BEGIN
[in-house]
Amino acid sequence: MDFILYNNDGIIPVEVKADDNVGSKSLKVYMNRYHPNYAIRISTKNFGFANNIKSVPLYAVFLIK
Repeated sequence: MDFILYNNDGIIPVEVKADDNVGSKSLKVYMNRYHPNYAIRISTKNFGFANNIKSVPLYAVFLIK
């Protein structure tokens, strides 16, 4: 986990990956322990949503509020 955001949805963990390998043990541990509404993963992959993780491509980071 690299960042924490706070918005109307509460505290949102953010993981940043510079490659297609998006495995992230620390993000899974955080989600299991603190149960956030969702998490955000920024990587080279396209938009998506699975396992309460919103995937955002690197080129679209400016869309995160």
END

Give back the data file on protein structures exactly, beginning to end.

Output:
[in-house]
Amino acid sequence: MDFILYNNDGIIPVEVKADDNVGSKSLKVYMNRYHPNYAIRISTKNFGFANNIKSVPLYAVFLIK
Repeated sequence: MDFILYNNDGIIPVEVKADDNVGSKSLKVYMNRYHPNYAIRISTKNFGFANNIKSVPLYAVFLIK
């Protein structure tokens, strides 16, 4: 986990990956322990949503509020 955001949805963990390998043990541990509404993963992959993780491509980071 690299960042924490706070918005109307509460505290949102953010993981940043510079490659297609998006495995992230620390993000899974955080989600299991603190149960956030969702998490955000920024990587080279396209938009998506699975396992309460919103995937955002690197080129679209400016869309995160």